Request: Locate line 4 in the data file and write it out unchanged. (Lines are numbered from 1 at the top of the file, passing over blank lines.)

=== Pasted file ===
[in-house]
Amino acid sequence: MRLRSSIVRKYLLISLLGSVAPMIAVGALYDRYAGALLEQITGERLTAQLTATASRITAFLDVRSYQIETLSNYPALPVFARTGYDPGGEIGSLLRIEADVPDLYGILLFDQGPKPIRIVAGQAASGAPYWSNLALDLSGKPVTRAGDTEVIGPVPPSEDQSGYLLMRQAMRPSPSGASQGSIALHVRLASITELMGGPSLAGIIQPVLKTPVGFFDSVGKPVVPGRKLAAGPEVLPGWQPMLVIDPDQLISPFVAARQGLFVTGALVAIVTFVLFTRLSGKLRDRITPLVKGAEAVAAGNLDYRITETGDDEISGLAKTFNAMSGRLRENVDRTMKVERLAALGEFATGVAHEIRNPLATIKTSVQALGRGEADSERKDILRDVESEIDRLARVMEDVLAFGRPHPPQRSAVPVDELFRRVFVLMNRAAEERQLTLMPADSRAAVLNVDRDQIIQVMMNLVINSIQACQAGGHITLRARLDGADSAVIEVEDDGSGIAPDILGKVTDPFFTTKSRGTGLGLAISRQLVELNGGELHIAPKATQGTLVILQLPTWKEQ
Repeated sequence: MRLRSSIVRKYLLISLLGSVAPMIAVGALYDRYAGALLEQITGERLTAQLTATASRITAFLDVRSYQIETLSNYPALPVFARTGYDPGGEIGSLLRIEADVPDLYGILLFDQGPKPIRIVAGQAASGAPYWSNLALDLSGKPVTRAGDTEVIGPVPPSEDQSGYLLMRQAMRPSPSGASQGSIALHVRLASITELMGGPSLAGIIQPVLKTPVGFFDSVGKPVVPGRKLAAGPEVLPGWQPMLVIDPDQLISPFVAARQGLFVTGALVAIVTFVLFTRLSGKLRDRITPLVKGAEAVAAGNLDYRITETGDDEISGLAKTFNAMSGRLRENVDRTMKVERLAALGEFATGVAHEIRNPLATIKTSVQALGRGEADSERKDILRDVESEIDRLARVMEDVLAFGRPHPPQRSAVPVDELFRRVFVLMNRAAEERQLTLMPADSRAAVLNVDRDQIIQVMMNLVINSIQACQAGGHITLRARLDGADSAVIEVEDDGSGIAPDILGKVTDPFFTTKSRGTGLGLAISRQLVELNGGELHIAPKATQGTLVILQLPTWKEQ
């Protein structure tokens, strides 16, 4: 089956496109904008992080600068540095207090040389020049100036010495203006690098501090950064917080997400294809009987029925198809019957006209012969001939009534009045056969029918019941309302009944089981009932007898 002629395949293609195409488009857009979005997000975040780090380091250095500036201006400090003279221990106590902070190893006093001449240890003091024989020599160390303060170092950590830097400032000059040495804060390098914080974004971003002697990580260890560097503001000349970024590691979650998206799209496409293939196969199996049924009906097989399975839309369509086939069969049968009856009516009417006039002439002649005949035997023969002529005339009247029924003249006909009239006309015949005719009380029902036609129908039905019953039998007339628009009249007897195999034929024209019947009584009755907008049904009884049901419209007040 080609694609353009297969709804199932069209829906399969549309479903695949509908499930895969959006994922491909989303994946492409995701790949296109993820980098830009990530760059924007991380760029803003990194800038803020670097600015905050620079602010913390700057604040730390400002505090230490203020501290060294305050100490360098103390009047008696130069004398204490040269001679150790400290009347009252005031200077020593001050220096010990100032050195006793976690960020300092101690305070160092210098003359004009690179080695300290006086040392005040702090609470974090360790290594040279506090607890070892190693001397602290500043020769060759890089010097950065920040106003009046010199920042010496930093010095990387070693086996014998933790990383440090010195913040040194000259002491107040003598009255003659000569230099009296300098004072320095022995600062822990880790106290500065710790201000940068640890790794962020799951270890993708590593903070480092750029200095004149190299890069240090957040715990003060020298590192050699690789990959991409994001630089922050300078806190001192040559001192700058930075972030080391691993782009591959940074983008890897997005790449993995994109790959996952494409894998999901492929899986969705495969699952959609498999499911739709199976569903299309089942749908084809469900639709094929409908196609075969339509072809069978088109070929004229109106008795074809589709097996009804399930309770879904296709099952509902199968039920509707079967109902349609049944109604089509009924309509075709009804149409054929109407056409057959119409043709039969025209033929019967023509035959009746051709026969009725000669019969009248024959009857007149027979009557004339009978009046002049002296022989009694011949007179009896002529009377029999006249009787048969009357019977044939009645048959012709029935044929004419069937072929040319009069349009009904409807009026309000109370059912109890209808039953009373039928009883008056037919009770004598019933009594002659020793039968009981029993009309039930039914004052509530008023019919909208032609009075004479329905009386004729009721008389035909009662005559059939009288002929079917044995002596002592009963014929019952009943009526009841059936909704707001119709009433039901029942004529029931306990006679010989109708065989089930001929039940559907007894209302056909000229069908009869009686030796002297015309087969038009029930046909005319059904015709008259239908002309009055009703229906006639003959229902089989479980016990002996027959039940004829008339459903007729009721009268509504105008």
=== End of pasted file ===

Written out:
């Protein structure tokens, strides 16, 4: 089956496109904008992080600068540095207090040389020049100036010495203006690098501090950064917080997400294809009987029925198809019957006209012969001939009534009045056969029918019941309302009944089981009932007898 002629395949293609195409488009857009979005997000975040780090380091250095500036201006400090003279221990106590902070190893006093001449240890003091024989020599160390303060170092950590830097400032000059040495804060390098914080974004971003002697990580260890560097503001000349970024590691979650998206799209496409293939196969199996049924009906097989399975839309369509086939069969049968009856009516009417006039002439002649005949035997023969002529005339009247029924003249006909009239006309015949005719009380029902036609129908039905019953039998007339628009009249007897195999034929024209019947009584009755907008049904009884049901419209007040 080609694609353009297969709804199932069209829906399969549309479903695949509908499930895969959006994922491909989303994946492409995701790949296109993820980098830009990530760059924007991380760029803003990194800038803020670097600015905050620079602010913390700057604040730390400002505090230490203020501290060294305050100490360098103390009047008696130069004398204490040269001679150790400290009347009252005031200077020593001050220096010990100032050195006793976690960020300092101690305070160092210098003359004009690179080695300290006086040392005040702090609470974090360790290594040279506090607890070892190693001397602290500043020769060759890089010097950065920040106003009046010199920042010496930093010095990387070693086996014998933790990383440090010195913040040194000259002491107040003598009255003659000569230099009296300098004072320095022995600062822990880790106290500065710790201000940068640890790794962020799951270890993708590593903070480092750029200095004149190299890069240090957040715990003060020298590192050699690789990959991409994001630089922050300078806190001192040559001192700058930075972030080391691993782009591959940074983008890897997005790449993995994109790959996952494409894998999901492929899986969705495969699952959609498999499911739709199976569903299309089942749908084809469900639709094929409908196609075969339509072809069978088109070929004229109106008795074809589709097996009804399930309770879904296709099952509902199968039920509707079967109902349609049944109604089509009924309509075709009804149409054929109407056409057959119409043709039969025209033929019967023509035959009746051709026969009725000669019969009248024959009857007149027979009557004339009978009046002049002296022989009694011949007179009896002529009377029999006249009787048969009357019977044939009645048959012709029935044929004419069937072929040319009069349009009904409807009026309000109370059912109890209808039953009373039928009883008056037919009770004598019933009594002659020793039968009981029993009309039930039914004052509530008023019919909208032609009075004479329905009386004729009721008389035909009662005559059939009288002929079917044995002596002592009963014929019952009943009526009841059936909704707001119709009433039901029942004529029931306990006679010989109708065989089930001929039940559907007894209302056909000229069908009869009686030796002297015309087969038009029930046909005319059904015709008259239908002309009055009703229906006639003959229902089989479980016990002996027959039940004829008339459903007729009721009268509504105008």